World heritage sites identified by the IUCN as worthy for national park or wildlife refuge status because of high biological diversity or unique ecological features.
Internationally recognized areas within UNESCO's Man and the Biosphere (MAB) Program that promote a balanced relationship between people and nature to reconcile the conservation of biodiversity with its sustainable use. In September, 2001, there were 411 biosphere reserves in 94 countries.
Representative examples of landscapes, each with their characteristic plants, animals and human uses, which have been given an international designation under UNESCO's Man and the Biosphere Programme (MAB), launched in November l97l by the United Nations Educational, Scientific and Cultural Organization. Each biosphere reserve is made up of a protected "core" of undisturbed landscape (such as a national park), together with nearby areas showing some of the ways in which once-similar landscapes are being managed to meet human needs.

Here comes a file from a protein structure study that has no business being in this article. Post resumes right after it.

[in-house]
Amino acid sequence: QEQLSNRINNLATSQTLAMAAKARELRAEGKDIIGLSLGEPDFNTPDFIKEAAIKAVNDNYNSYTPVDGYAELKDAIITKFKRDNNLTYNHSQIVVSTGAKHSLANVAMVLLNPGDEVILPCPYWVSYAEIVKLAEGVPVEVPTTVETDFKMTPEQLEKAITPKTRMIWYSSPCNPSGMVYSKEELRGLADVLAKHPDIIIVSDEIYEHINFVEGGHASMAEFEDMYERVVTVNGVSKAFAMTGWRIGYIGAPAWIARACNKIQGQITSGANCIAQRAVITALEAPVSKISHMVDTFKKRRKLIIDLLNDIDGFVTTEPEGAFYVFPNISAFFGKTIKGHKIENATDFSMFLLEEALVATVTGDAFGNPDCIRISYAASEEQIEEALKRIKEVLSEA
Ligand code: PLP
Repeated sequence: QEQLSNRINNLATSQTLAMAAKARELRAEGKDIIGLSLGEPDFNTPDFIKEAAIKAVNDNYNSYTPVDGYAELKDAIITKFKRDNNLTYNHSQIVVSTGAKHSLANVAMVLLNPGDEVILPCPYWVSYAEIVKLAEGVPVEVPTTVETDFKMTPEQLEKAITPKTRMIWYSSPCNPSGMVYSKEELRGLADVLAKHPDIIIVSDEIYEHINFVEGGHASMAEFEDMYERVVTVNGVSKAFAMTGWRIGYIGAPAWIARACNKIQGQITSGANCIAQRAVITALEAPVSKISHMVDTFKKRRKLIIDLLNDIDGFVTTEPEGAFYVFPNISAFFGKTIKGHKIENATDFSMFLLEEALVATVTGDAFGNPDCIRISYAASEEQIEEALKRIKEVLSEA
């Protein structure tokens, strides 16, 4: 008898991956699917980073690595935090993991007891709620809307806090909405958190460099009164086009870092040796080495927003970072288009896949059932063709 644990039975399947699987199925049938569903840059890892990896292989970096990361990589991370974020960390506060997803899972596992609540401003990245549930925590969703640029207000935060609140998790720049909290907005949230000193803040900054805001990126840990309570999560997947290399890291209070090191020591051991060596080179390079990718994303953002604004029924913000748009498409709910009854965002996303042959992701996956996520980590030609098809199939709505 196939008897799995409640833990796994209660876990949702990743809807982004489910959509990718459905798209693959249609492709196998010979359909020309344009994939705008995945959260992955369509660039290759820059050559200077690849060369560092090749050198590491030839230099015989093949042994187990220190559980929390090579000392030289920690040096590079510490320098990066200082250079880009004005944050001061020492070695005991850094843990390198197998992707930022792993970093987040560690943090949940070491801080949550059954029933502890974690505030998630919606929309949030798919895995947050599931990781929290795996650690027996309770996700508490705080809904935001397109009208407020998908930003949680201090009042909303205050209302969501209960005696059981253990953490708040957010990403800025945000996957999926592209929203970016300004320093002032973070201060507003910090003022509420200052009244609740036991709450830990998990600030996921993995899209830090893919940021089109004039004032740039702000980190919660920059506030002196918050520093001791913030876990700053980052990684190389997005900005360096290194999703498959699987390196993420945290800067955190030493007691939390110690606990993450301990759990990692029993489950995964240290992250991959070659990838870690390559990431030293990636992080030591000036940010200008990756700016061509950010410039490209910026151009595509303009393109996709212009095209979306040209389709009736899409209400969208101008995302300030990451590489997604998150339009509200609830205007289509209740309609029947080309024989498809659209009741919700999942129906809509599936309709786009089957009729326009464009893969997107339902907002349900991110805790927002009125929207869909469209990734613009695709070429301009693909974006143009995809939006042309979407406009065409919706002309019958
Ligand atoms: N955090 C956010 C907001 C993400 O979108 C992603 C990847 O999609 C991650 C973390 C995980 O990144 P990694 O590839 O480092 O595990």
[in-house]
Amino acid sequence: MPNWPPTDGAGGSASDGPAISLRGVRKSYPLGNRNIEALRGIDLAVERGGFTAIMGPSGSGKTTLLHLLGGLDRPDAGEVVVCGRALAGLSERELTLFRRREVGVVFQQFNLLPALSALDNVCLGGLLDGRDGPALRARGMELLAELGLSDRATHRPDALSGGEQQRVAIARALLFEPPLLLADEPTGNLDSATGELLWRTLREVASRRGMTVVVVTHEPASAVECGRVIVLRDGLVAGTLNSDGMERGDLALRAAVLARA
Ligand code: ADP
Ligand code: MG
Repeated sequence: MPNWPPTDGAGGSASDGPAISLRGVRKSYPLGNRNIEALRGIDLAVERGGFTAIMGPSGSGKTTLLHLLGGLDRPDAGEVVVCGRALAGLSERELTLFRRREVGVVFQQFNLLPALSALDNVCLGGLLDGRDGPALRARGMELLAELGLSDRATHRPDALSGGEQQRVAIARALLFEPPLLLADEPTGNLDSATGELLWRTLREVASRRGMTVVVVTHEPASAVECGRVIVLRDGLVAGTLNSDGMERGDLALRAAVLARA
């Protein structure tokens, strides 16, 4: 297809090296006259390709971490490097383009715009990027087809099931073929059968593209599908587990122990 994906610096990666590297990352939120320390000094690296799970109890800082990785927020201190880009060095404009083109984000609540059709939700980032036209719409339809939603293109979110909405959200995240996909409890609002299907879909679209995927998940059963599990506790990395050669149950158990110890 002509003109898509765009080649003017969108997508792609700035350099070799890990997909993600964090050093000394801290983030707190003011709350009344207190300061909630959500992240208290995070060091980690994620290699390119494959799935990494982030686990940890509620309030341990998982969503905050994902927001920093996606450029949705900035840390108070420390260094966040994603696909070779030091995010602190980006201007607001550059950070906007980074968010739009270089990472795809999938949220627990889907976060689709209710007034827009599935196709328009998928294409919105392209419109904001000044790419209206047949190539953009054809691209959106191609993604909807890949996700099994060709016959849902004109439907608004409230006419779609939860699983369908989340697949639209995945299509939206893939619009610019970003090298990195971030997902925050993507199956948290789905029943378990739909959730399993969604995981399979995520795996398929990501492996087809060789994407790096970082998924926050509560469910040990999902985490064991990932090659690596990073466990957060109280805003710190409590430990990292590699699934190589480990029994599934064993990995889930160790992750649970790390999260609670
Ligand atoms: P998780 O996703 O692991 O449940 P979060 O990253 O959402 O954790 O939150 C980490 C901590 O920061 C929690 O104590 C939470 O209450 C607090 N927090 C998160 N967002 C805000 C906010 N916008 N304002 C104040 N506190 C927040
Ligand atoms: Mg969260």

Established under UNESCO's Man and the Biosphere (MAB) programme, biosphere reserves are a series of protected areas linked through a global network, intended to demonstrate the relationship between conservation and development.
1. A protected area, or group of protected areas, set aside to support conservation of biological diversity and sustainable uses of terrestrial and coastal/marine ecosystems. 2. Areas nominated by their owner(s) and internationally designated by UNESCO as biosphere reserves under the Man and the Biosphere Program.